Spoiled, Versace-clad Cricket Montgomery has seventeen years of pampering under her belt. So when her father decides to ship her off to a summer camp for disabled teens to help her learn some accountability, Cricket resigns herself to three weeks of handicapped hell.
Her sentence takes a bearable turn as she discovers the humor and likeability of the campers and grows close to fellow counselors. Now, if she can just convince a certain Zac Efron look-alike with amazing blue eyes that she finally realizes there’s life after Gucci, this summer could turn out to be the best she’s ever had.
Summer on the Short Bus is a very non-P.C., contemporary YA with a lot of attitude, tons of laughs, and a little life lesson along the way.
Okay, okay. I’ll be serious.
But I like the Vines more…
I’m going to start out by saying that SUMMER definitely won’t appeal to everyone. Cricket is at times snarky, sassy, heartbreaking, heartwarming, irreverent, hilarious and cringe-worthy. Heck, the whole book is like that.
And why do I love SUMMER?
Because it’s all of those things.
Our first stop on the half-assed tour is the mess hall, aka the needs-to-be condemned building I saw when we first drove in. All meals are eaten here, which means I can add food poisoning to my growing list of fears.
I’ve drawn different things about the special needs books I’ve read that particularly stuck out to me. Sharon M. Draper’s OUT OF MY MIND, which made it onto my five star list (basically my favorites list), stuck out to me for all the reasons why I rate a book five stars. It’s humor, unique voice, charisma, amazingness–I could go on. Kathryn Erskin’s MOCKINGBIRD stuck out to me because of the way it showed Caitlin’s struggles. R.J. Palacio’s WONDER showed me the point of view of a boy with special needs when I had only heard from girls. It also showed me the different things that I hadn’t thought about, and different experiences from Melody’s (OUT OF MY MIND).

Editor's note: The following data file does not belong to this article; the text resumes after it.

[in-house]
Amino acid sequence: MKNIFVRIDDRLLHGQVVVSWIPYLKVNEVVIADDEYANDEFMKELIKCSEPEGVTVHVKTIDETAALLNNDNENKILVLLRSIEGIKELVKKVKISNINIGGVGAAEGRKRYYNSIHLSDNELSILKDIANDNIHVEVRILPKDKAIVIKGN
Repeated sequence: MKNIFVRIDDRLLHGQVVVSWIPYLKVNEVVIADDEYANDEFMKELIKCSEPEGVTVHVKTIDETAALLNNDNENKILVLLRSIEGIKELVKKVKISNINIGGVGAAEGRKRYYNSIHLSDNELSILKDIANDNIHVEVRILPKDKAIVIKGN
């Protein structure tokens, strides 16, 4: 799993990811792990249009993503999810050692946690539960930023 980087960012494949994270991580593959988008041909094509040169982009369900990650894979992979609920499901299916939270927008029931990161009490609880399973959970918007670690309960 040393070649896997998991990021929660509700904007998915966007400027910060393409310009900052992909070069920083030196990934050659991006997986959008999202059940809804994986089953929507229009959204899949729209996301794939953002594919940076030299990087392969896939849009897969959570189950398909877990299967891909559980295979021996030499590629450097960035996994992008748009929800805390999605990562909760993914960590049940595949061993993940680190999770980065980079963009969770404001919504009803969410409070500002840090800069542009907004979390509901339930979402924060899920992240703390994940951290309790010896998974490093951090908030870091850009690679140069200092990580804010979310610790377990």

Finally, I’ve gotten to see this from the point of view of an everyday person. Well, a spoiled everyday person who demonstrates how most American teens see special needs kids.
One thing that I thought was really great about SUMMER, among all the others, is seeing how much Cricket grew–and the process in which Bethany Crandell used to show her growth as well as the ending. The pace moved along well and as for the plot, I really liked how I could relate to Cricket and how her moves seemed realistic. From the moment she stepped into the camp, she wanted out–but then she met
Zac Quinn and everything changes. Suddenly, she doesn’t mind staying a few more days since she can’t reach her dad anyway. I thought this was a great way to get Cricket to stay and introduce the audience to the love interest.
I thought there were some pretty creatives moves to the plot and I loved the way that SUMMER was never boring for me. There’s constant humor to this story and I loved Cricket’s voice as a character. Even in the beginning, as she attempts to escape and then reluctantly finds more and more reasons to stay, along with her fights with Quinn, her relationships with the campers and the rest of it all–I was impressed with how Crandell pulled it all off.
“Okay, Claire says, seconds before making a surprisingly swift movement toward me. Her meaty arms wrap around me, and she’s squeezing me so tight I’m afraid my insides might break. “I love you, Cricket.”
Now I can’t breathe at all, and it’s got nothing to do with Claire smashing me. It’s like my heart has suddenly outgrown my chest.
AHHHHHH. There’s so much to like about SUMMER, and it truly made Cricket shine. I had a massive book hangover after I was through, and the feeling was awesome. 4.5 stars. So glad Bethany Crandell made a street team (AND I’M ON IT I THINK YESSSS), because I’ve got a confession to make to this book.
For all you fangirls out there, SUMMER ON THE SHORT BUS will blow you away.
Quotes were taken from an uncorrected proof, subject to change in the final edition.
pg count for the paperback: 256